Paying people to not cut down trees is surprisingly cheap and effective.

If a stranger said they'd give you $5 every time you take the bus instead of driving, would you?

You're probably going to burn a couple dollars worth of gas stuck in this traffic jam anyway. Photo from iStock.

What about a quarter for every time you bring your own water bottle, instead of reaching for a disposable one?

And do you think they'd want a receipt? Photo from iStock.


It seems like every day a new celebrity, campaign, or advertisement tries to give people a new thing they can do to help save the Earth. The message is usually pretty simple: Do this thing because it's easy, or cheap, or good, or just because you should. A lot of these campaigns work, and that's great. But for every person who participates, there are plenty more who don't.

It's not that people don't want to help, it's just really hard to get people to go out of their way to change their behavior.

Maybe what we need isn't to invest in more clever calls for altruism. Maybe it's simpler than that.

What if we paid people to not do things that harm the environment?

Seema Jayachandran, a professor from Northwestern University recently tried out this concept in Uganda, where deforestation has reduced forest cover to just a fraction of what it once was.

Jayachandran and her team offered villages a small stipend to not chop down the trees near their homes. A little over two years later, the researchers found that the villages who'd received payments had less than half the deforestation compared to others nearby.

Uganda is home to over half of the world's wild mountain gorillas, who depend on the forest to survive. Photo from iStock.

This kind of program is known as payment for ecological services and has been successfully used before in places like Costa Rica and Mexico.

Similar tactics have also been explored in trying to get people to exercise more or stop smoking.

These interventions can be pretty effective and cost-effective. After all, the Earth itself is worth beaucoup bucks.

Nature isn't just here to look pretty — it provides food, shelter, jobs, and, you know, the oxygen we need to breathe. In 1997, a bunch of ecologists and economists estimated that the natural world gives us $33 trillion worth of free stuff every year.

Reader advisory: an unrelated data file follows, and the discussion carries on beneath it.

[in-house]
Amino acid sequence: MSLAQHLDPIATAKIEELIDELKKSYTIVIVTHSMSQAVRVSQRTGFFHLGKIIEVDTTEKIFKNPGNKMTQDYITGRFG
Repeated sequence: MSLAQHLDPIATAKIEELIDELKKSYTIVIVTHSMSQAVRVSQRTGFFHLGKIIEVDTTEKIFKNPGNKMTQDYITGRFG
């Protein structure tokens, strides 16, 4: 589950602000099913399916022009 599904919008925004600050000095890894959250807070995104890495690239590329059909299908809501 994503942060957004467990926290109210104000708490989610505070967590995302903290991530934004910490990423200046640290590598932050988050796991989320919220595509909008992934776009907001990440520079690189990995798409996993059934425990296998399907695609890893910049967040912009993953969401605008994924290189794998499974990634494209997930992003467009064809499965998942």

Protecting nature has a pretty good return on investment. In terms of reducing carbon emissions, Jayachandran's experiment in Uganda returned about $2.40 of value for every dollar they put in, the Atlantic reported.

Changing human behavior is tricky and paying people to not do something might seem inelegant at first. If you think of the Earth as a business, though, a little investment in the right behaviors might actually make a lot of sense.

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Edith Ornelas, co-creator of Mariposas Collective in Memphis, Tenn.

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True

If the past year has taught us nothing else, it's that sending love out into the world through selfless acts of kindness can have a positive ripple effect on people and communities. People all over the United States seemed to have gotten the message — 71% of those surveyed by the World Giving Index helped a stranger in need in 2020. A nonprofit survey found 90% helped others by running errands, calling, texting and sending care packages. Many people needed a boost last year in one way or another and obliging good neighbors heeded the call over and over again — and continue to make a positive impact through their actions in this new year.

Upworthy and P&G Good Everyday wanted to help keep kindness going strong, so they partnered up to create the Lead with Love Fund. The fund awards do-gooders in communities around the country with grants to help them continue on with their unique missions. Hundreds of nominations came pouring in and five winners were selected based on three criteria: the impact of action, uniqueness, and "Upworthy-ness" of their story.

Here's a look at the five winners:

Edith Ornelas, co-creator of Mariposas Collective in Memphis, Tenn.

Edith Ornelas has a deep-rooted connection to the asylum-seeking immigrant families she brings food and supplies to families in Memphis, Tenn. She was born in Jalisco, Mexico, and immigrated to the United States when she was 7 years old with her parents and sister. Edith grew up in Chicago, then moved to Memphis in 2016, where she quickly realized how few community programs existed for immigrants. Two years later, she helped create Mariposas Collective, which initially aimed to help families who had just been released from detention centers and were seeking asylum. The collective started out small but has since grown to approximately 400 volunteers.

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